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Russia Reform Monitor - No. 2155

Jury-rigging Russia's local elections;
The targeting of Crimea's Tatars

Edited by Amanda Azinheira, Evelyn Johns and Jack Verser
September 29, 2017

August 19:

According to Radio Free Europe/Radio Liberty, local opposition politicians across Russia have accused President Vladimir Putin's ruling party of purposely leaving them off local ballots by exploiting a "municipal filter" mechanism which, critics claim, allows officials to weed out strong challengers to Kremlin-backed candidates. The municipal filter provision requires potential candidates to collect signatures from 5-10 percent of lawmakers in their region, almost all of whom are part of the ruling "United Russia" party. As a result, opposition candidates and those who would pose a challenge to lawmakers loyal to the Kremlin find it difficult, if not impossible, to gain the necessary signatures. In fact, a recent study published by the Committee for Civil Initiatives states that the municipal filter "makes true alternative choices practically impossible in an absolute majority of cases."

August 20:

Russian veterans of the war in eastern Ukraine are struggling to survive at home with no recognition or support from their government. The Kremlin's denial of involvement in the conflict extends to a refusal to acknowledge citizen volunteers who have returned from the fighting,
according to a report in The Atlantic. Most volunteers return physically and mentally scarred, in addition to finding it difficult to make ends meet with a dearth of available jobs in the struggling Russian economy and no recourse to veterans' benefits. Some who are physically disabled qualify for a negligible state pension "for being an invalid," but otherwise receive no income for their service. More than 3,000 Russian fighters have died in the region to date, despite the Kremlin's continued denial of their participation or presence on Ukrainian soil.

After Russia's annexation of Crimea, Muslim Tatars living on the peninsula have been targeted for their opposition to the Russian takeover - something that the Kremlin has equated with separatist sentiment.
Al Jazeera reports that the local Tatar parliament, or mejlis, has been outlawed and a large number of known activists have been arrested or have disappeared over the past three years. In fact, the number of Crimean Tatar men that have "disappeared into [Russian] prison cells" is so high that the Tatar community has formed an organization to help support their struggling families.

August 21:

The United States Embassy in Moscow announced that it will stop issuing nonimmigrant visas to Russians in response to diplomatic tension between Russia and the United States,
reports the Washington Post. The decision follows Moscow's demand that the U.S. reduce its embassy staff from 1,200 to 455.

August 22:

Kirill Serebrennikov, an acclaimed Moscow-based theater director known for his scathing satire and commentary of the modern Russian government apparatus, has been detained by investigators on embezzlement charges,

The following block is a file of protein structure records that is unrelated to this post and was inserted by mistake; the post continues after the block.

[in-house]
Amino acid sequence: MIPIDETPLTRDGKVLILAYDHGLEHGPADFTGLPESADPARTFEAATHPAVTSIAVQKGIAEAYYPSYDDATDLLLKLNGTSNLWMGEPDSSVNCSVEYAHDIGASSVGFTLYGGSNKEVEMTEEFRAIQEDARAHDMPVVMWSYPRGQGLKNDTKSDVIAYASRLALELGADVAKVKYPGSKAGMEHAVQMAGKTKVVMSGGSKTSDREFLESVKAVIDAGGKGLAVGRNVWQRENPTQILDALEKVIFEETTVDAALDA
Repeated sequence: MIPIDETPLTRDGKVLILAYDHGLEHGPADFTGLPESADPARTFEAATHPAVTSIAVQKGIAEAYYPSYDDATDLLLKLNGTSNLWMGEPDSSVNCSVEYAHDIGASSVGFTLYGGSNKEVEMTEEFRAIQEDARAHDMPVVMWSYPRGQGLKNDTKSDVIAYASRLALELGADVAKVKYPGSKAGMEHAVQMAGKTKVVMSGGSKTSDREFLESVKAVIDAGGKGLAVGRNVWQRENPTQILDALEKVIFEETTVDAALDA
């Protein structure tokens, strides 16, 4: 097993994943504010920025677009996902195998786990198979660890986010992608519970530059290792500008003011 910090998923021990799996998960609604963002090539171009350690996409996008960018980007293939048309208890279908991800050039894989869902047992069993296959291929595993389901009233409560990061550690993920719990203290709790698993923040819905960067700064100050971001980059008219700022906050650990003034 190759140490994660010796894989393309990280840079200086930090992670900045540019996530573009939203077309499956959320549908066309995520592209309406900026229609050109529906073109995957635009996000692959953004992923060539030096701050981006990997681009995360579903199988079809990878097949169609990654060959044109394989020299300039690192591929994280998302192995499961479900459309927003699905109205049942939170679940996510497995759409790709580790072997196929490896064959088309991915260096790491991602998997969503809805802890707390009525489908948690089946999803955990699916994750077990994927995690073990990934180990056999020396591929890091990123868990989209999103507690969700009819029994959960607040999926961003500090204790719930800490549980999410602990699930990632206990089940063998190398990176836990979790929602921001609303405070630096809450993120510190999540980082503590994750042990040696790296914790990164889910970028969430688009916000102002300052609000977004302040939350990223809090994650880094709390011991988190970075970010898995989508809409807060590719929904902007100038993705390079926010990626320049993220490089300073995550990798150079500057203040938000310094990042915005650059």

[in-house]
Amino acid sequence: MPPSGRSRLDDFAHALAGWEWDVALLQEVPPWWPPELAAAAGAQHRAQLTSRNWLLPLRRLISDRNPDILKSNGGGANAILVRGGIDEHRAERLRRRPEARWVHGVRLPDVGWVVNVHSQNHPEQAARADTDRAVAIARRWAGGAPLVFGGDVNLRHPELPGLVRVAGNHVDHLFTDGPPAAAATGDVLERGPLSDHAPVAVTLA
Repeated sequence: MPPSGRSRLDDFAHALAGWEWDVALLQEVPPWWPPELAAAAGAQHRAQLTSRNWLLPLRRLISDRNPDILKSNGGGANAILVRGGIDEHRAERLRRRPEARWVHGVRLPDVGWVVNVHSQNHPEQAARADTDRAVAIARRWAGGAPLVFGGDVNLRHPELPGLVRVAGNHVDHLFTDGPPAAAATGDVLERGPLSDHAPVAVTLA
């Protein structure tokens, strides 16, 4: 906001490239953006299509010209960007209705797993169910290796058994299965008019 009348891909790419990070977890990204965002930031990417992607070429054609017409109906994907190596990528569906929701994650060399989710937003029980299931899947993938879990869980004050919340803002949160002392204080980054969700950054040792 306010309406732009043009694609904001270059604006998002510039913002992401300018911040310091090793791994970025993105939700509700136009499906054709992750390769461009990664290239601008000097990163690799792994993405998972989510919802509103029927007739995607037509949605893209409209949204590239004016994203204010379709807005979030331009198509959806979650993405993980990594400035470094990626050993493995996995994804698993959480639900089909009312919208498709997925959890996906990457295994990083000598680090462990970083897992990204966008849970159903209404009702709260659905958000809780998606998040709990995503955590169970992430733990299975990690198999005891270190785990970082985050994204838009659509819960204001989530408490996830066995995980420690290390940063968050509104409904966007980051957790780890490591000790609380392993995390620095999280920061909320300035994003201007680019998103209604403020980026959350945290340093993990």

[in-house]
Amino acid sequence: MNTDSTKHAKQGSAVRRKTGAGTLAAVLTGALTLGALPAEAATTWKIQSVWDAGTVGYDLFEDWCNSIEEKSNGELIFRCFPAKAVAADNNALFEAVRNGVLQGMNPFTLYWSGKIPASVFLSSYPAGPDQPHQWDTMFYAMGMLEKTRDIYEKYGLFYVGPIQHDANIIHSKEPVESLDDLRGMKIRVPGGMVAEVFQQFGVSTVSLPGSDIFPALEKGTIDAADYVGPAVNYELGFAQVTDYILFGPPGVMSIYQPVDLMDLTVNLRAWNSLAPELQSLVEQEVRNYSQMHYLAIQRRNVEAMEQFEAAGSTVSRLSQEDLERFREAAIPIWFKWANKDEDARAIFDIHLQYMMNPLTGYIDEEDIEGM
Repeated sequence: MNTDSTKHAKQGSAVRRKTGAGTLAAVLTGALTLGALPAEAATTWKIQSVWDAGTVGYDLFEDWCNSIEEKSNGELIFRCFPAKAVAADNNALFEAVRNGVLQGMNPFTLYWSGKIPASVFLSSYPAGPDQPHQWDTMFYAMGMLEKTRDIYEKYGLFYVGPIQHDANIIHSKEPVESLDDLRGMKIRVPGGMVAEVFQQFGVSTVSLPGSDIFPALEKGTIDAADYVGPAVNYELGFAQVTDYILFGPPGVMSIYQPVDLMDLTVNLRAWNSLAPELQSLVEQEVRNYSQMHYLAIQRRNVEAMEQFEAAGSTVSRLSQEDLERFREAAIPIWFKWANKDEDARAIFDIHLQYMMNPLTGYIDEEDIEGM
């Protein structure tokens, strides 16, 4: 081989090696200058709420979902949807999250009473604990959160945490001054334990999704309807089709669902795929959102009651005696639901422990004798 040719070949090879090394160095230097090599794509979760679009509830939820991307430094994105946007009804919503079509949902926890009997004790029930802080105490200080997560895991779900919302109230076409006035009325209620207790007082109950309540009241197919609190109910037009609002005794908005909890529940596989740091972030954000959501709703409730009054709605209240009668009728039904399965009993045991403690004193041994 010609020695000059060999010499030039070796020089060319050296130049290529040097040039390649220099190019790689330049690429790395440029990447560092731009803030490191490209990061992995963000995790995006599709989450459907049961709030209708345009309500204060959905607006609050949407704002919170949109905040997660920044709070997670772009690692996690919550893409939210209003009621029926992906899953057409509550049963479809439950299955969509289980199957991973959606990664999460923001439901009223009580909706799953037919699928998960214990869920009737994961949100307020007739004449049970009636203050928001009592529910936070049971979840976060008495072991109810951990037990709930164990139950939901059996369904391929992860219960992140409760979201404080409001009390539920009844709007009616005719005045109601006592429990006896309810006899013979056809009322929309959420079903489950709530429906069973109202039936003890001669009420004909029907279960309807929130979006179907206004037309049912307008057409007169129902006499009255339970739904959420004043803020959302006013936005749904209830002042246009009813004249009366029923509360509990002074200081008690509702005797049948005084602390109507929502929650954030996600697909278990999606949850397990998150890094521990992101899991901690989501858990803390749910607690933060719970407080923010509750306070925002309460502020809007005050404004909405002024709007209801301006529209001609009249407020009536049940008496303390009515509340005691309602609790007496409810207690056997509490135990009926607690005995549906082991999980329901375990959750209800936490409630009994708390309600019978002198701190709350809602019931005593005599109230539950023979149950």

reports the Associated Press. Serebrennikov stands accused of embezzling 68 million rubles ($1.1 million) in state funds, which were given to him to support his productions from 2011-2014. However, Serebrennikov and his supporters - other prominent members of the Moscow arts community, liberals and political activists - deny the charges. The incident marks the first time since the Soviet era that a theater director has been arrested for the content of his or her work. The move, however, is not entirely unexpected; over the years, Serebrennikov has faced repeated criticism from Russia's conservatives, who view his work as too vulgar to receive state subsidies.

August 23:

The Alliance for Securing Democracy, a project of the German Marshall Fund of the United States, has released a real time, interactive dashboard called Hamilton 68 that tracks Russian Influence Operations on Twitter (RIOT).
Politico reports that the program is meant to illuminate how the Kremlin attempts to influence public opinion abroad through the timing and content of posts. Affiliates of the network, speculated to be a combination of "professional trolls, bots and some number of participating true believers," post original content as well as amplify messages from third parties that reflect positively on Russia and paint the West as societies in decline, rife with crime, corruption, and conspiracy.

J.M. Berger, a fellow with the Alliance, writes that the accounts represented in Hamilton 68 were chosen by the researchers because "they reliably amplify content related to Russia and its messaging themes." Berger also claims that the amplified content sometimes promotes far-left ideas but is skewed towards the far-right, and aims to "absolve Russia and its allies from any hint of wrongdoing."

Elvira Dmitriyeva, campaign coordinator for opposition candidate Aleksei Navalny, has been detained in Kazan. Dmitriyeva is one of dozens of Navalny campaign associates that have been detained or questioned in recent weeks,
reports Radio Free Europe/Radio Liberty. Russian election authorities say Navalny will not be allowed to run for president due to a conviction for financial crimes, which Navalny believes was a Kremlin set-up designed to keep him out of electoral politics.

Related Categories: Russia; Russia and Eurasia Program; Ukraine

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